About my Book
The first thing a publisher or person will ask you is 'what is your book about?' This is a question you need to answer in 50 words or less. Other questions you need to ask yourself is what genre am I writing? This will help you set a word length limit as well, which is more important than it sounds. Genre expectations are real, and word count is included in that. So know your genre expectations and what story it is you're trying to tell.
The main events of a novel should be in the following sequence:
- What are the key events in my story?
- Where does my story start?
- What is the initiating change?
- Do I have enough complications/conflict? Make sure there isn't too much!
- What is the climax?
- How does my story resolve/end?
Characters are the people in your novel and the main tool to drive your story. So ask yourself:
- Who is my main character?
- Do I have an antagonist or do I need one?
- How many characters do I need? This will be based on genre. Romance will likely have fewer than fantasy.
- Who is telling my story? Remember, you are not telling the story. The story needs to be told by your characters.
- How does my character drive my story?
Point of View
Point of view (POV) is the narrator's position in relation to the story being told. Remember, in today's world, a story should be told from ONE point of view at at time. You may have two or three characters telling the story, but each point of view needs to be clear and separate from each other. Not doing so, telling the story from two POV's in one scene, is known as head-hopping and editors will pull you up on it.
So consider which POV you're going to tell the story from. In romance, you may tell it from the hero and the heroine's POV. In crime, it may be the detective only, or you may include the villain's or victim's POV.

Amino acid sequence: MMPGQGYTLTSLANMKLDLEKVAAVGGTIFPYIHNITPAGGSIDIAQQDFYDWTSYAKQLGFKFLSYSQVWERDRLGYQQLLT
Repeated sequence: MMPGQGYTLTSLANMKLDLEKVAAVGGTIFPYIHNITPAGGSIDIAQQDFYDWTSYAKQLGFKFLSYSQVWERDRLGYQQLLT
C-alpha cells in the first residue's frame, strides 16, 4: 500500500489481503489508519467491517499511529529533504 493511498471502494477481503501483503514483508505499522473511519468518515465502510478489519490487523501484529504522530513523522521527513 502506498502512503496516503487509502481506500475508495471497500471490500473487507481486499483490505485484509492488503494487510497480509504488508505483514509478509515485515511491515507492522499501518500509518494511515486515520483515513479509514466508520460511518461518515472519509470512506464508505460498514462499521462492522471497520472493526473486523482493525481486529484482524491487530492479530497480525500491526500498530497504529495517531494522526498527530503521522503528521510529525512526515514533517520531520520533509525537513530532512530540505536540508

How many POV's should you use? Again, this is based on genre. In romance, readers generally only want to read about the two people falling in love. Unless you're writing suspense, where you may include the villain's POV, generally readers aren't interested in the POV of the best friend or parent or colleague. You can easily get their POV across in different ways, through dialogue or action rather than their inner thoughts.
Of course, there is plenty more to think about when it comes to writing your first novel, but the above is a good place to start. There is nothing worse than needing to rewrite your 100,000 word manuscript from scratch simply because you weren't aware of POV consistency. Which I have done for every one of my novels.
August's Popular Fiction Workshop will be about pitching and more about knowing what your book is about and how to summarise it as briefly as possible.
Until then, happy writing!
Rachel is an aspiring author of romantic fiction. She is the facilitator of the Popular Fiction Writers Group at the Townsville Writers and Publishers Centre, where she hosts monthly workshops to help improve writing skills for herself and fellow writers.
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